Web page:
i don't want to think about it right now. charles: i did unofficial count. two yes, seven no. >> that is right. the man with a tie is business student. three major things, lack of capital, lack of confidence/knowledge and then lack of thinking it's a priority for them they're at this point in their life. student debt $3.6 trillion. $30,000 per student. it is an issue. charles: seem more intimidated or they had higher priorities like living in the moment? >> i think intimidated, lack of financial literacy at school is major issue. charles: great stuff. kristina, thank you very much. we're headed into the final hour of trading. another wild week on wall street. what is in store next week? china trade talks could mean everything. china is big focus on "barron's roundtable" that is premiering 10 p.m. eastern on fox business. jack otter is asking blackstone
chairman stephen schwarz men what do to make a deal happen. >> this is all on the chinese side. the u.s. can't negotiate if nobody puts anything on the table. so in a funny way this is described as a negotiation but the negotiation is very much i think within china itself. ♪ ly add up. ♪ maybe i'll win ♪ saved by zero colon cancer screening for people 50 and older at average risk. i took your advice and asked my doctor to order cologuard, that noninvasive colon cancer screening test. the delivery guy just dropped it off. our doctor says it uses advanced science. it's actually stool dna technology that finds 92 percent of colon cancers.
charles: stocks are in the green heading into the final hour of trading for the day and week. i think everything is going to be really, i think everything is in place rather for that fabled year-end rally. i think it could begin next year, start of course with news from the china trade talks. i want to bring in kingsview wealth management cio scott martin. listen, here's my theory. i think china has made nice, they made some soybean purchases, paypal made an
acquisition. they have done a lot of things, smaller things, you know, lot less saber rattling. i think president trump probably more eager for something. it would be so simple for him to say i'm going to delay october 15th and december 15th and if so, combine that with fed rate cuts. i think this market could be off to the races. >> yeah. i would mix in a good earnings season, too, charles, because i think that's the trifecta that the market is looking for. the risky part of that, though, i still think is china, my friend. i know things have gotten a little bit warmer with them of late but we have been here before. so to me, maybe good earnings season if things cool off with china, could save the market a bit. charles: on earnings, we are early into the next round of earnings and i see some of these reactions to stocks, constellation brands, for instance, they got hammered yesterday. full disclosure, i'm in the stock, subscribers in it. it was perfect, it was perfect. they raised guidance and everything. what do you do as a professional in an atmosphere where sometimes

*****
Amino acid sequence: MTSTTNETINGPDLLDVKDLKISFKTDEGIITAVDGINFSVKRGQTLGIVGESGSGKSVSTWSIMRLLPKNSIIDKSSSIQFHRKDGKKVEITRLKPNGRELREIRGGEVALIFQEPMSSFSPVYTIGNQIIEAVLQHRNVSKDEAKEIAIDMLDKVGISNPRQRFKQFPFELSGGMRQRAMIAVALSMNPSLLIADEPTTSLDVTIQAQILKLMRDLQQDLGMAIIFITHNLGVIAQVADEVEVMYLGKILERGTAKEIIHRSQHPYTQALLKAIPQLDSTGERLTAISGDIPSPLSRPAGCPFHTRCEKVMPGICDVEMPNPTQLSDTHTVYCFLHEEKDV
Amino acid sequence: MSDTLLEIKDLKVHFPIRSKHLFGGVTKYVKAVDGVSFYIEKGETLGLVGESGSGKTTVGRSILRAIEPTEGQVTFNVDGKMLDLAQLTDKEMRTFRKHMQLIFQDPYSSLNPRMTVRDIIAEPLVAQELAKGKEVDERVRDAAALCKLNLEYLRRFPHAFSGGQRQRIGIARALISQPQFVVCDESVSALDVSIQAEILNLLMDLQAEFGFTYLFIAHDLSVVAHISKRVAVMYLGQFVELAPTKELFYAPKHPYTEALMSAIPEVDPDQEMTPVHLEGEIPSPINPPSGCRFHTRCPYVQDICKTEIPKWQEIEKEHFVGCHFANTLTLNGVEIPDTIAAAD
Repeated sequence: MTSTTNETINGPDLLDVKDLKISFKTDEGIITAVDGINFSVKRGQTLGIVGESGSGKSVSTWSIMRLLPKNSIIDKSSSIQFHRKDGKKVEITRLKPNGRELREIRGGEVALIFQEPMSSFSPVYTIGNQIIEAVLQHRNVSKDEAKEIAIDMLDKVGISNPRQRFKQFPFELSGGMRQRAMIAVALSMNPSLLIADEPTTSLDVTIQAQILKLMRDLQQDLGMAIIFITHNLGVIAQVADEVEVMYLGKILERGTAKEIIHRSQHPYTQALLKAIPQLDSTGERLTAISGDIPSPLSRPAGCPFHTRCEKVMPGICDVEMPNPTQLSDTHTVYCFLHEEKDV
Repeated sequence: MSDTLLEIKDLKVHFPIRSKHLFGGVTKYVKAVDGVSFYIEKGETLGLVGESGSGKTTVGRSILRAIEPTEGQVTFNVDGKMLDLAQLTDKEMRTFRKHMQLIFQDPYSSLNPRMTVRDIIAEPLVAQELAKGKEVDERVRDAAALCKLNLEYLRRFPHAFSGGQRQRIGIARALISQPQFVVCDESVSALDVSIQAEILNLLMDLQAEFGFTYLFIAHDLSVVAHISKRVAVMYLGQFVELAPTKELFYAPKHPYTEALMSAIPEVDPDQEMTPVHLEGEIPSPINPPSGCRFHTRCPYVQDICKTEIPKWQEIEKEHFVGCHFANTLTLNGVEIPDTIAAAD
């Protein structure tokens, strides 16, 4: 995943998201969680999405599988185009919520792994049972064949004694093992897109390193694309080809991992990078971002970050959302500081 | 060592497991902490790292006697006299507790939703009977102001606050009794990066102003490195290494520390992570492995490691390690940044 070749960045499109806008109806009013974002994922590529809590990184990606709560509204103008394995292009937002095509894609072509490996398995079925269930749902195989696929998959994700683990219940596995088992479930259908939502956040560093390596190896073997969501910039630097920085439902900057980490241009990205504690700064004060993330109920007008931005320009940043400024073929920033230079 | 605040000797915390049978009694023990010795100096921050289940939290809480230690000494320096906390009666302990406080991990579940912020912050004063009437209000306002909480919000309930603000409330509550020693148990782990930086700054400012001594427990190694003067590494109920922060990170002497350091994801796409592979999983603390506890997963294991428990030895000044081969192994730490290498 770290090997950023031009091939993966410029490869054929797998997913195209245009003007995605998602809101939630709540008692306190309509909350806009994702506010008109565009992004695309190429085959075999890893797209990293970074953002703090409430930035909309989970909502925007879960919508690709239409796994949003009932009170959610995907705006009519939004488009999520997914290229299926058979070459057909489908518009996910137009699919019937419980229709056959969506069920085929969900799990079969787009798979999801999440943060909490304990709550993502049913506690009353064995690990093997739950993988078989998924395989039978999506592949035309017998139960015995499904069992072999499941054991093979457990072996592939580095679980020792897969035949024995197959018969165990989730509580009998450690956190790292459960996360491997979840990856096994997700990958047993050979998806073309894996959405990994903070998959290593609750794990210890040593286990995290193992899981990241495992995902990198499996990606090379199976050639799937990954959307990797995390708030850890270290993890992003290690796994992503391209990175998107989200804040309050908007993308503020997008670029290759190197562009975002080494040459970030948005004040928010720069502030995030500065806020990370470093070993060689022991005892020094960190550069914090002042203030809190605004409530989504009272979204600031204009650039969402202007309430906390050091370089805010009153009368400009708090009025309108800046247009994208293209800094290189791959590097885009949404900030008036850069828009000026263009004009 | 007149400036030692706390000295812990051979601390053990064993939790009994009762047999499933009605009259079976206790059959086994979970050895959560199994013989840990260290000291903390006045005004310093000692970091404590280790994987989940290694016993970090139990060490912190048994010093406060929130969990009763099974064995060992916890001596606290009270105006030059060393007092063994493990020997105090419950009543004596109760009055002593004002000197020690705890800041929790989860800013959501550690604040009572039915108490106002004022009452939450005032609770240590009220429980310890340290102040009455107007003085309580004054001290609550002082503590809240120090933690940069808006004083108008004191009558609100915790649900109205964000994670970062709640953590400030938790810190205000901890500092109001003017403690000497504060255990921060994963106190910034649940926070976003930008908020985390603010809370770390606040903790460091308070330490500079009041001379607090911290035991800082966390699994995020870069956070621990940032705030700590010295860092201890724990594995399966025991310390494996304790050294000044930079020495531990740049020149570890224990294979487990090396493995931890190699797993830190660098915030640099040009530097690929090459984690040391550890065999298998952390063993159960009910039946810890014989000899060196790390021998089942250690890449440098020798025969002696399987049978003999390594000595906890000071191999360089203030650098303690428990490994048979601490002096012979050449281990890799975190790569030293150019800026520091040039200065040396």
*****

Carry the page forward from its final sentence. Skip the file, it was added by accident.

even the most perfect-looking earnings report sees a stock go down? >> i treat those as gifts, charles, to add more. one i would throw at you is costco which had a mixed report but obviously continues to kind of rebound upwards. to me, if you get a constellation brands reaction like that, we own nike, i was looking for a pullback, we didn't get it just yet, i would add to those names if you get the opportunity. charles: overall, we had this crazy session, volatility is here, people are extra antsy when it comes to october. we also remember the year-end rallies seem to happen as frequently as well. are you ready to make some moves here? >> yeah, we have been adding at times. we have been a little more cautious, though, with some of the vigor the volatility has come back with on down days like earlier this week. the way we have been kind of adding our equity exposure is alongside gold positions. gld is an etf i'm continuing to love. it's been so good to us all year
long. charles: you have done extraordinarily well in gold. gold has done well, silver has done well, you have done well. that's why we always need your help. thank you very much. see you. >> thanks. charles: we are up almost 300 points. last hour of trading could be explosive. liz? liz: it already is. look at these numbers. thank you. breaking news, the federal reserve is listening right now but what will the markets hear? job creation expanding as the september unemployment rate falls to 3.5%, lowest number in 50 years. you are looking inside the federal reserve where fed governor lyle brainard leads the fed listens discussion about maximum employment and the shifting labor market. the top dog at the fed to the right of lyle right there, chairman jerome powell, just kicked off the event about an hour ago and said overall, the economy is in a good place despite some risks. markets started hitting session highs, i